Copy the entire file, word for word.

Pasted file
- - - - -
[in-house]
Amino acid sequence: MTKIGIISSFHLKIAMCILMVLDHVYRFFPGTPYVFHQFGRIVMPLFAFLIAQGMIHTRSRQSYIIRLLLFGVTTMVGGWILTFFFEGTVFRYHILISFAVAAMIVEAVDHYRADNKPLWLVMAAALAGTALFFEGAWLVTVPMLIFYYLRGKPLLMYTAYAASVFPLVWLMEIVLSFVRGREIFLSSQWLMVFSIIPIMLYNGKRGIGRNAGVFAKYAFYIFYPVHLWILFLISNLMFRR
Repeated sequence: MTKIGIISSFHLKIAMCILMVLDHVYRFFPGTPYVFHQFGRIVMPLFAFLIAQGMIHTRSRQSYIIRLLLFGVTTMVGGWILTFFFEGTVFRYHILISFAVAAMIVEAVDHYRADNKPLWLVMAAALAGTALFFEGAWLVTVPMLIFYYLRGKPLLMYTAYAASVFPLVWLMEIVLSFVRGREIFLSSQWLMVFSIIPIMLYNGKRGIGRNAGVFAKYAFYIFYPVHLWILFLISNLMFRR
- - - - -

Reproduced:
[in-house]
Amino acid sequence: MTKIGIISSFHLKIAMCILMVLDHVYRFFPGTPYVFHQFGRIVMPLFAFLIAQGMIHTRSRQSYIIRLLLFGVTTMVGGWILTFFFEGTVFRYHILISFAVAAMIVEAVDHYRADNKPLWLVMAAALAGTALFFEGAWLVTVPMLIFYYLRGKPLLMYTAYAASVFPLVWLMEIVLSFVRGREIFLSSQWLMVFSIIPIMLYNGKRGIGRNAGVFAKYAFYIFYPVHLWILFLISNLMFRR
Repeated sequence: MTKIGIISSFHLKIAMCILMVLDHVYRFFPGTPYVFHQFGRIVMPLFAFLIAQGMIHTRSRQSYIIRLLLFGVTTMVGGWILTFFFEGTVFRYHILISFAVAAMIVEAVDHYRADNKPLWLVMAAALAGTALFFEGAWLVTVPMLIFYYLRGKPLLMYTAYAASVFPLVWLMEIVLSFVRGREIFLSSQWLMVFSIIPIMLYNGKRGIGRNAGVFAKYAFYIFYPVHLWILFLISNLMFRR